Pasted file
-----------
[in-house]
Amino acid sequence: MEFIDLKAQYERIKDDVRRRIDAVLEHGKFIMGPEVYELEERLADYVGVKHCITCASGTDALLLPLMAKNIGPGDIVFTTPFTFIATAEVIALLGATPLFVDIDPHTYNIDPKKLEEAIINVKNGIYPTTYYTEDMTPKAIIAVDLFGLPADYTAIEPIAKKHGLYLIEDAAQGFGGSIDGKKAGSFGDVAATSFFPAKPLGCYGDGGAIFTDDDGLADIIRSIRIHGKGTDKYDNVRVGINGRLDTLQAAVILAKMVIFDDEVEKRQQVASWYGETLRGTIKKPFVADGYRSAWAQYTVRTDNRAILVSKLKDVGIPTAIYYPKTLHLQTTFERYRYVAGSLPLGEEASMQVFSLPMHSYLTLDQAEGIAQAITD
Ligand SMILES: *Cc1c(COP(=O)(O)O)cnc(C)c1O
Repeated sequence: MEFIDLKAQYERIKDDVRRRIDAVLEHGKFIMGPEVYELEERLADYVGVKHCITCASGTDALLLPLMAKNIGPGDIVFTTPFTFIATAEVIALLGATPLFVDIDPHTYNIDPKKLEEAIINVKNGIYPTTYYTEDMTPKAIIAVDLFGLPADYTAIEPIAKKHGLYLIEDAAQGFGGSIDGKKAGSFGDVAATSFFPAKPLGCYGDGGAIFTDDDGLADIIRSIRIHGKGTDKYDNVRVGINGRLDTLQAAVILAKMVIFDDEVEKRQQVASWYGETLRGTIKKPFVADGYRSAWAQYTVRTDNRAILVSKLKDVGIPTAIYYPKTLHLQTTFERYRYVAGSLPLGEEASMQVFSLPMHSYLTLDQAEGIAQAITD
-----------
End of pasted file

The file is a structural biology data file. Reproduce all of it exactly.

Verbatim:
[in-house]
Amino acid sequence: MEFIDLKAQYERIKDDVRRRIDAVLEHGKFIMGPEVYELEERLADYVGVKHCITCASGTDALLLPLMAKNIGPGDIVFTTPFTFIATAEVIALLGATPLFVDIDPHTYNIDPKKLEEAIINVKNGIYPTTYYTEDMTPKAIIAVDLFGLPADYTAIEPIAKKHGLYLIEDAAQGFGGSIDGKKAGSFGDVAATSFFPAKPLGCYGDGGAIFTDDDGLADIIRSIRIHGKGTDKYDNVRVGINGRLDTLQAAVILAKMVIFDDEVEKRQQVASWYGETLRGTIKKPFVADGYRSAWAQYTVRTDNRAILVSKLKDVGIPTAIYYPKTLHLQTTFERYRYVAGSLPLGEEASMQVFSLPMHSYLTLDQAEGIAQAITD
Ligand SMILES: *Cc1c(COP(=O)(O)O)cnc(C)c1O
Repeated sequence: MEFIDLKAQYERIKDDVRRRIDAVLEHGKFIMGPEVYELEERLADYVGVKHCITCASGTDALLLPLMAKNIGPGDIVFTTPFTFIATAEVIALLGATPLFVDIDPHTYNIDPKKLEEAIINVKNGIYPTTYYTEDMTPKAIIAVDLFGLPADYTAIEPIAKKHGLYLIEDAAQGFGGSIDGKKAGSFGDVAATSFFPAKPLGCYGDGGAIFTDDDGLADIIRSIRIHGKGTDKYDNVRVGINGRLDTLQAAVILAKMVIFDDEVEKRQQVASWYGETLRGTIKKPFVADGYRSAWAQYTVRTDNRAILVSKLKDVGIPTAIYYPKTLHLQTTFERYRYVAGSLPLGEEASMQVFSLPMHSYLTLDQAEGIAQAITD